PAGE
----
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Page:Popular Science Monthly Volume 65.djvu/484

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THE POPULAR SCIENCE MONTHLY.

No scientific man and his discovery have been applauded as were Admiral Dewey and his victory, yet a century hence scientific men of the present period will be mentioned more often than our military and political leaders. Darwin's work is more effective and permanent than that of any contemporary soldier or statesman; it is probably much better known throughout the world and will be so increasingly.

If it were but possible to direct the mind of the crowd to science, an interest would be created which would be self-perpetuating. The minor events of war and politics would be subsumed under broader principles. A nation whose chief interests were in science would need no army and but little government. It would be prosperous beyond measure in peace and would be invincible in war.

 

SCIENTIFIC ITEMS.

We note with regret the death of Dr. Isaac Roberts, eminent for his work in astronomy, especially for his study of star-clusters and nebulæ, and of Sir John Simon, K.C.B., former vice-president of the Royal Society and president of the Royal College of Surgeons, well known for his important services on behalf of the public health.

A medallion in memory of the late Sir George Gabriel Stokes, which has been erected in the north aisle of the choir of Westminster Abbey, was unveiled on July 7 by the Duke of Devonshire, chancellor of the University of Cambridge, and formally transferred to the authorities of the Abbey. Addresses were made by Sir William Huggins, Lord Rayleigh and Lord Kelvin.—A public meeting has been held at Bury, England, to celebrate the bicentenary of the birth of John Kay, of Bury, inventor of the fly-shuttle, to promote a public fund for the erection of a statue in memory of the inventor and to institute scholarships.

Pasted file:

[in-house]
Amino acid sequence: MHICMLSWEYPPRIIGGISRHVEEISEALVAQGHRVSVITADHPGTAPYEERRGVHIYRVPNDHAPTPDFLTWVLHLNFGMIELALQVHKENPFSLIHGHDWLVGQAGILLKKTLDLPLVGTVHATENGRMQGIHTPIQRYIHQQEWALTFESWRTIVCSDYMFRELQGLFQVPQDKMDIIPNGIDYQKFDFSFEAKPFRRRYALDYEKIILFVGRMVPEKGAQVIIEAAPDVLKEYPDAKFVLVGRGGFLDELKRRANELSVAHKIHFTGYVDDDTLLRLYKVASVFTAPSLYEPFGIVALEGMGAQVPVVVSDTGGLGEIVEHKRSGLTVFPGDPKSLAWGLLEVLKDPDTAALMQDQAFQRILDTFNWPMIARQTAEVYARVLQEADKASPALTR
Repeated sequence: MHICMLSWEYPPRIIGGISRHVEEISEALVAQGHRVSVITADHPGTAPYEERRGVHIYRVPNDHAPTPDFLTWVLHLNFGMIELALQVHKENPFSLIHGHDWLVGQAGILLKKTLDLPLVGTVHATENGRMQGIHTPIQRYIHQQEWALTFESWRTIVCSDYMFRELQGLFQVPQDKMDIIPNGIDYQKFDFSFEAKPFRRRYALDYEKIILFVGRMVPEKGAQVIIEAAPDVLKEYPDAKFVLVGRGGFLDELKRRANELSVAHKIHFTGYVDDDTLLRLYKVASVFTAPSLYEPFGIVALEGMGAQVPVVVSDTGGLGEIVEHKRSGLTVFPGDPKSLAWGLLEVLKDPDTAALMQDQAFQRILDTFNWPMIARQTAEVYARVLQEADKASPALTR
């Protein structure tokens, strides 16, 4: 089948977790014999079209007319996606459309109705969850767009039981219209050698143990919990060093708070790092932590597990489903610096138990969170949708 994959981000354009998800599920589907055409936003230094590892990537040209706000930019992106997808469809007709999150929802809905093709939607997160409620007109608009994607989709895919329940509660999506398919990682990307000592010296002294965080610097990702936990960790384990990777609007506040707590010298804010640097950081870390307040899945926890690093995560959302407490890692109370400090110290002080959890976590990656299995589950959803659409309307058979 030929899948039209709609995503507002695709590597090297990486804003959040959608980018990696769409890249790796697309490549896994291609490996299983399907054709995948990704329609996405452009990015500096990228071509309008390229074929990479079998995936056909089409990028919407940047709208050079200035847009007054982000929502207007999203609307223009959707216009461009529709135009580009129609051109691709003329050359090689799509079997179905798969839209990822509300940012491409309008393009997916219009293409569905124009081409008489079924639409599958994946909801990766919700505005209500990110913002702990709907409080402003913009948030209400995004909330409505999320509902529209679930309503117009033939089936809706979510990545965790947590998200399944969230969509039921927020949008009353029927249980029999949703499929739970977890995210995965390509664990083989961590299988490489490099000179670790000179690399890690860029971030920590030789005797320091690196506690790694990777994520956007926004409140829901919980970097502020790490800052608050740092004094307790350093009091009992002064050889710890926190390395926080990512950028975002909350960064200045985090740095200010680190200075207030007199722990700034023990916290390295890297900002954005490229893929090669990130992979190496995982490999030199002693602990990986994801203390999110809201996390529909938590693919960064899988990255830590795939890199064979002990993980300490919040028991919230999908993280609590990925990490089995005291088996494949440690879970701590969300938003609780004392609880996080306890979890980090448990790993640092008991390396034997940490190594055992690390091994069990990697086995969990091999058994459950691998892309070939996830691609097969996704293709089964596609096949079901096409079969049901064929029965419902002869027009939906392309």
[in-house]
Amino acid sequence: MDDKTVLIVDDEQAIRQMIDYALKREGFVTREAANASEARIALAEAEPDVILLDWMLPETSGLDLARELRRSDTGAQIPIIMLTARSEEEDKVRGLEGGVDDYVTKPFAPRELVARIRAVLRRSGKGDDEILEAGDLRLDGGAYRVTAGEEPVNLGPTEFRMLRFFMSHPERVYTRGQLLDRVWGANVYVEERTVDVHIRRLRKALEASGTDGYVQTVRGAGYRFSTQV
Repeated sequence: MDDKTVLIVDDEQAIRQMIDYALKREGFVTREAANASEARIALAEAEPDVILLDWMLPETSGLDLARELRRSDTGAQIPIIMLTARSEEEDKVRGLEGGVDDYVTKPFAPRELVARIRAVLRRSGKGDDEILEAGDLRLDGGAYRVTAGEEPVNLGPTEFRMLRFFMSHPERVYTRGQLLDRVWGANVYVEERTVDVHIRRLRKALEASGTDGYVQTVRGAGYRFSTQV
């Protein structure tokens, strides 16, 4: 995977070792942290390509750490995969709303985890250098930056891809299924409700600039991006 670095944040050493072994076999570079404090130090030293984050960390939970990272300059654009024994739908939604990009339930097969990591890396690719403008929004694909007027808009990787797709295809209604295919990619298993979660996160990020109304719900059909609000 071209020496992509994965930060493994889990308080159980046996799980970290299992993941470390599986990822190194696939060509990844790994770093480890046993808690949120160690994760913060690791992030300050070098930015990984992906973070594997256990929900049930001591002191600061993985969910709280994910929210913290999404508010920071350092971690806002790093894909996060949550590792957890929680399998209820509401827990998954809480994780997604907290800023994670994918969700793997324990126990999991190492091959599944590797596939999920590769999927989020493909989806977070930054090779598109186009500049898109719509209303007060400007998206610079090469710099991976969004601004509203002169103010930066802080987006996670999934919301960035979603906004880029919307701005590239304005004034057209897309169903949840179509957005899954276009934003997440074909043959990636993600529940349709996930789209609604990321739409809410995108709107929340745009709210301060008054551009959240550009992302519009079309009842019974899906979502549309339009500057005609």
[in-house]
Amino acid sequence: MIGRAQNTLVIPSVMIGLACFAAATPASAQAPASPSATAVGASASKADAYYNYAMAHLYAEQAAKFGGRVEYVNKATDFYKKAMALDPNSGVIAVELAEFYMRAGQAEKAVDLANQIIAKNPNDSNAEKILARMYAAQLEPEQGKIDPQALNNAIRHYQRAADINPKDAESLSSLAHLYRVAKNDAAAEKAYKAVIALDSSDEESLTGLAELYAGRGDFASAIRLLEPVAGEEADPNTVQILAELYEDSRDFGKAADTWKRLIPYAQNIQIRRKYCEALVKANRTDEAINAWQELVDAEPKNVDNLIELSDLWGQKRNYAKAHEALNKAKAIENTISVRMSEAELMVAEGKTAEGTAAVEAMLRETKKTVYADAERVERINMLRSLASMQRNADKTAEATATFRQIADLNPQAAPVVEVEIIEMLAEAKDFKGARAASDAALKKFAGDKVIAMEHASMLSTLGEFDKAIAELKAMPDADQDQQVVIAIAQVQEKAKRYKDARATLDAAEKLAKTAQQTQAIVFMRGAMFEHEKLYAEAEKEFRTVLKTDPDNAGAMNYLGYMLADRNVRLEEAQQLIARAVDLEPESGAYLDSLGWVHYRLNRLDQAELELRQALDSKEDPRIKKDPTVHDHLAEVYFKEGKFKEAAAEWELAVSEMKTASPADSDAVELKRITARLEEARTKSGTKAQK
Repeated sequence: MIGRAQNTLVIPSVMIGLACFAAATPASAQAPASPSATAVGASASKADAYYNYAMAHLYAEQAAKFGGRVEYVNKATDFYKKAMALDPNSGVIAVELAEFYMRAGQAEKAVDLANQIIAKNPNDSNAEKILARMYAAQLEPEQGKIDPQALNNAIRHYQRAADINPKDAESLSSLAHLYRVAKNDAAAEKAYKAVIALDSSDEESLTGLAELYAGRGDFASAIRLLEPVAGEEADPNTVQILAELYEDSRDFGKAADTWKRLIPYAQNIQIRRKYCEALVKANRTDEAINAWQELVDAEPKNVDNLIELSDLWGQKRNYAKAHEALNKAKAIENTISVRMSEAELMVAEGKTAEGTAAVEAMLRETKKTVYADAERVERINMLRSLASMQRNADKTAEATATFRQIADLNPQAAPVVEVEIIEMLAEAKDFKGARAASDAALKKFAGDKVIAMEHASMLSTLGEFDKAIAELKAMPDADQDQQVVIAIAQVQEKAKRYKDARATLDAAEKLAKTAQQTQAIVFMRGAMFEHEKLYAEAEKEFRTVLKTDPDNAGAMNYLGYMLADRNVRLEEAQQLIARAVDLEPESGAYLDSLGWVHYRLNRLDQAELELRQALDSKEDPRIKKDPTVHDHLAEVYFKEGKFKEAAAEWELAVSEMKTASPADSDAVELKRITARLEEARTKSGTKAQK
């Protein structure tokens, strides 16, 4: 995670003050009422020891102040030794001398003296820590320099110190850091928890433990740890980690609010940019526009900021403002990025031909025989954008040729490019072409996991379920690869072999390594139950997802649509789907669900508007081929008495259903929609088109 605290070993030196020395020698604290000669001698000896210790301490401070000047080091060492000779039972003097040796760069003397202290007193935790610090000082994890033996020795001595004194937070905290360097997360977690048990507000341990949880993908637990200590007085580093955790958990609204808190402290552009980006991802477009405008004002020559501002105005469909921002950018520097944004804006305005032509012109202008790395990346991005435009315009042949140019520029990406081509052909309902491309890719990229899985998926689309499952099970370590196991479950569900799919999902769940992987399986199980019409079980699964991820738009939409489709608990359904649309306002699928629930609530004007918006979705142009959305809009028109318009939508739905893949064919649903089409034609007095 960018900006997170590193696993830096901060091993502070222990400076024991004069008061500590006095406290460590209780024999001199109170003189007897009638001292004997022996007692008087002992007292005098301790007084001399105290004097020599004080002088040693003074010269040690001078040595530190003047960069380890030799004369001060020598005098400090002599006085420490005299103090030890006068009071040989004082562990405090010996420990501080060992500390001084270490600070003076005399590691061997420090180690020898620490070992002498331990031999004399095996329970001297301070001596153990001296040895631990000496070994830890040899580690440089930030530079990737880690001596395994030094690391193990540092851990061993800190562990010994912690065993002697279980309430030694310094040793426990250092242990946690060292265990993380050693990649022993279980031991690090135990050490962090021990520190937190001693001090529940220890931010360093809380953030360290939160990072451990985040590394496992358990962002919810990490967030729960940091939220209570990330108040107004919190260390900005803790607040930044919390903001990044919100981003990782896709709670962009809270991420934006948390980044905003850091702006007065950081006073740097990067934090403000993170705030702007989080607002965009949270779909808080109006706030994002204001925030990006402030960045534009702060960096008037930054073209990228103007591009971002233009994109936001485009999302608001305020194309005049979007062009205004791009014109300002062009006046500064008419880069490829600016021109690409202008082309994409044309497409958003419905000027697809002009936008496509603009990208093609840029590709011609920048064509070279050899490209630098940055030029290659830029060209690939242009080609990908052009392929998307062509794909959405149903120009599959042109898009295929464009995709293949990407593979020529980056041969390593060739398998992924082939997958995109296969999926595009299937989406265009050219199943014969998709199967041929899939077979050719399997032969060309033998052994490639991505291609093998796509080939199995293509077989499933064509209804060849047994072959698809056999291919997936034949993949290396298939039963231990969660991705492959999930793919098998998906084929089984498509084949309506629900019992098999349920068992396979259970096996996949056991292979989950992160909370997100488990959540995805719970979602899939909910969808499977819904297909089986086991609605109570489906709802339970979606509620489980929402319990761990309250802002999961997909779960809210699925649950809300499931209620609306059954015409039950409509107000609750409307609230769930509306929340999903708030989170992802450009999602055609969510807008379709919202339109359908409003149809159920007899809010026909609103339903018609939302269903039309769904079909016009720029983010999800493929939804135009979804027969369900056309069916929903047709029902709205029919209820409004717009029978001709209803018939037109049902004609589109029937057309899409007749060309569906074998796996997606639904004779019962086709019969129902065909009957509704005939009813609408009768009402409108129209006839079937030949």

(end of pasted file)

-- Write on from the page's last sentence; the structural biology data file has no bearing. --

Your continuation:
The Paris Academy of Sciences has decided to award its LeCompte prize of the value of $10,000 to M. Blondlot for his researches on the so-called n-rays.—Dr. Robert Koch has been made honorary professor of the University of Berlin as well as a member of the Academy of Sciences in succession to Virchow. There are only two other similar positions at Berlin, the one held by Professor Auwers, the astronomer, the other by Professor Van't Hoff, the chemist.—Dr. C. H. Tittman, chief of the Coast and Geodetic Survey, has left Washington for Alaska, where he will meet Dr. W. P. King, chief astronomer of Canada, in order to mark the boundary line between Alaska and Canada in accordance with the decisions of the commission that met last year in London.—Mr. Bailey Willis, of the U. S. Geological Survey, has returned from China, where he has been making geological explorations under the auspices of the Carnegie Institution.

It is announced that Dr. Harry Tevis will establish in San Francisco an aquarium in honor of his father, the late Lloyd Tevis, which will be the finest institution of the kind in the world, the cost being $3,000,000 to $4,000,000. The aquarium will, it is said, be built in Golden Gate Park. Mr. John Galen Howard, supervising architect of the University of California, is preparing the plans.—The Schunck Laboratory, bequeathed to Owens College by the late Dr. Schunck, who had in his lifetime endowed the college with £20,000 on behalf of chemical research, has been removed from his residence at Kersal and rebuilt in the college precincts as nearly as possible in its original form. It comprises two floors and a basement, with the most modern appliances, also a valuable library and a collection of coloring matter, natural and artificial.